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PLoS Genet. 2014 May 15;10(5):e1004342. doi: 10.1371/journal.pgen.1004342. eCollection 2014.

Genome-wide inference of ancestral recombination graphs.

Author information

1
Department of Biological Statistics and Computational Biology, Cornell University, Ithaca, New York, United States of America.
2
Department of Biological Statistics and Computational Biology, Cornell University, Ithaca, New York, United States of America; European Molecular Biology Laboratory, European Bioinformatics Institute, Wellcome Trust Genome Campus, Hinxton, Cambs, United Kingdom.

Abstract

The complex correlation structure of a collection of orthologous DNA sequences is uniquely captured by the "ancestral recombination graph" (ARG), a complete record of coalescence and recombination events in the history of the sample. However, existing methods for ARG inference are computationally intensive, highly approximate, or limited to small numbers of sequences, and, as a consequence, explicit ARG inference is rarely used in applied population genomics. Here, we introduce a new algorithm for ARG inference that is efficient enough to apply to dozens of complete mammalian genomes. The key idea of our approach is to sample an ARG of [Formula: see text] chromosomes conditional on an ARG of [Formula: see text] chromosomes, an operation we call "threading." Using techniques based on hidden Markov models, we can perform this threading operation exactly, up to the assumptions of the sequentially Markov coalescent and a discretization of time. An extension allows for threading of subtrees instead of individual sequences. Repeated application of these threading operations results in highly efficient Markov chain Monte Carlo samplers for ARGs. We have implemented these methods in a computer program called ARGweaver. Experiments with simulated data indicate that ARGweaver converges rapidly to the posterior distribution over ARGs and is effective in recovering various features of the ARG for dozens of sequences generated under realistic parameters for human populations. In applications of ARGweaver to 54 human genome sequences from Complete Genomics, we find clear signatures of natural selection, including regions of unusually ancient ancestry associated with balancing selection and reductions in allele age in sites under directional selection. The patterns we observe near protein-coding genes are consistent with a primary influence from background selection rather than hitchhiking, although we cannot rule out a contribution from recurrent selective sweeps.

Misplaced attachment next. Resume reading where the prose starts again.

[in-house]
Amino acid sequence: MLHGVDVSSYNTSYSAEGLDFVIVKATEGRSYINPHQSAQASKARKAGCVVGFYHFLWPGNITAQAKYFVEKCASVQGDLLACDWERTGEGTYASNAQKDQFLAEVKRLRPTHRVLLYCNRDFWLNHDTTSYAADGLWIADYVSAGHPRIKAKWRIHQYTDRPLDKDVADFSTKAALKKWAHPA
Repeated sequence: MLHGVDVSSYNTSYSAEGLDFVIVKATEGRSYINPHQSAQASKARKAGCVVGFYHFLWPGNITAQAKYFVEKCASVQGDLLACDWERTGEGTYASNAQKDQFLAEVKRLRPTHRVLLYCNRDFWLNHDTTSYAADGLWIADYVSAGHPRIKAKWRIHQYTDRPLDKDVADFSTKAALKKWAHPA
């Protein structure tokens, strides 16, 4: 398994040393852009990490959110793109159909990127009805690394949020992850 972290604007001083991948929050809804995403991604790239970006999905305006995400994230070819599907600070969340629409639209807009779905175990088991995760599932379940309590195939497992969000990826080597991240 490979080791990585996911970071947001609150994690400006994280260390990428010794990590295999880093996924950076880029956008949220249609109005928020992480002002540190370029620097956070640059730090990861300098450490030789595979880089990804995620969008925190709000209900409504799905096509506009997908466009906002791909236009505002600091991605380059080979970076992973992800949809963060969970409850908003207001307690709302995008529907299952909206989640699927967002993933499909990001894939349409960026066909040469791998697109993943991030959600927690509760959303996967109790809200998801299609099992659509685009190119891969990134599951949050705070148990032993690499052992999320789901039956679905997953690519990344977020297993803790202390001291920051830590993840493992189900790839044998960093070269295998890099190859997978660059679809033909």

PMID:
24831947
PMCID:
PMC4022496
DOI:
10.1371/journal.pgen.1004342
[Indexed for MEDLINE]
Free PMC Article

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